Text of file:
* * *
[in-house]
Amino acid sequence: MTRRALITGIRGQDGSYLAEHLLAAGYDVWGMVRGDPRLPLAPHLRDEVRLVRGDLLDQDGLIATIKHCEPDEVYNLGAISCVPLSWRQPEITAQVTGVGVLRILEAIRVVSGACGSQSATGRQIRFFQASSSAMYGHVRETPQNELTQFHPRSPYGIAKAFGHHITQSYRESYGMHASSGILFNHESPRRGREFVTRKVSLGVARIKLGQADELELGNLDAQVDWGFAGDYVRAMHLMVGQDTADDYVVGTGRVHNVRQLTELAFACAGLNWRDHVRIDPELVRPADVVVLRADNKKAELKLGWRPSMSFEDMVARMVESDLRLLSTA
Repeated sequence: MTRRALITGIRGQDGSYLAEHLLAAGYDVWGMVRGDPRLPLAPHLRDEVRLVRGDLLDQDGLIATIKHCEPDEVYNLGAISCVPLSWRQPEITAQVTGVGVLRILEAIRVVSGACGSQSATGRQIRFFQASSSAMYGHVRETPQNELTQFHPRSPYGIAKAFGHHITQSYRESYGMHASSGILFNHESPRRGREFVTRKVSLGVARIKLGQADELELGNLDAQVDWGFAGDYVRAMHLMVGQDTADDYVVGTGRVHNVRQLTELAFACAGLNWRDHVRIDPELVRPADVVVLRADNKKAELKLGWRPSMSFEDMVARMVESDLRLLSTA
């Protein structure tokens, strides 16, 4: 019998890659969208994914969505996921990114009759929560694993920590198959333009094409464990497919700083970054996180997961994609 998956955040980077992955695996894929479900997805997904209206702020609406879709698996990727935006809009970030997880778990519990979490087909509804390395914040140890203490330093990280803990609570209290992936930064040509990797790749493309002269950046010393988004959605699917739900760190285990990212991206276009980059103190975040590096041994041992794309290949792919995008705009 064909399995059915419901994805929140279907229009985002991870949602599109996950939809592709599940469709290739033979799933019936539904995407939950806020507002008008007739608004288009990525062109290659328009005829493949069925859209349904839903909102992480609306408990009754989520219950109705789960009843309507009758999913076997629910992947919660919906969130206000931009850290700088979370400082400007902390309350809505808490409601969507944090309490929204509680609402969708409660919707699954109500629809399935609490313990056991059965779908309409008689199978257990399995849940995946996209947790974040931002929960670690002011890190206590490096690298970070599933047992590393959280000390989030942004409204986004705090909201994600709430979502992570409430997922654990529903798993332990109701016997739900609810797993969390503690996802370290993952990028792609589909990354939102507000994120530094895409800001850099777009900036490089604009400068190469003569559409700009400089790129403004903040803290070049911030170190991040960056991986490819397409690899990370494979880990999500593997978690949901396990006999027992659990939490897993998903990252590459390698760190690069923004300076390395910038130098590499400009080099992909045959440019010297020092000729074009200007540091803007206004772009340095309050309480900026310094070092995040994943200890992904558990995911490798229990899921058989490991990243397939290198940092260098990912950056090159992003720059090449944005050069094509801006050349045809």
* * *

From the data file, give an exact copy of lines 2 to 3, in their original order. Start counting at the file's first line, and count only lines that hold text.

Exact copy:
Amino acid sequence: MTRRALITGIRGQDGSYLAEHLLAAGYDVWGMVRGDPRLPLAPHLRDEVRLVRGDLLDQDGLIATIKHCEPDEVYNLGAISCVPLSWRQPEITAQVTGVGVLRILEAIRVVSGACGSQSATGRQIRFFQASSSAMYGHVRETPQNELTQFHPRSPYGIAKAFGHHITQSYRESYGMHASSGILFNHESPRRGREFVTRKVSLGVARIKLGQADELELGNLDAQVDWGFAGDYVRAMHLMVGQDTADDYVVGTGRVHNVRQLTELAFACAGLNWRDHVRIDPELVRPADVVVLRADNKKAELKLGWRPSMSFEDMVARMVESDLRLLSTA
Repeated sequence: MTRRALITGIRGQDGSYLAEHLLAAGYDVWGMVRGDPRLPLAPHLRDEVRLVRGDLLDQDGLIATIKHCEPDEVYNLGAISCVPLSWRQPEITAQVTGVGVLRILEAIRVVSGACGSQSATGRQIRFFQASSSAMYGHVRETPQNELTQFHPRSPYGIAKAFGHHITQSYRESYGMHASSGILFNHESPRRGREFVTRKVSLGVARIKLGQADELELGNLDAQVDWGFAGDYVRAMHLMVGQDTADDYVVGTGRVHNVRQLTELAFACAGLNWRDHVRIDPELVRPADVVVLRADNKKAELKLGWRPSMSFEDMVARMVESDLRLLSTA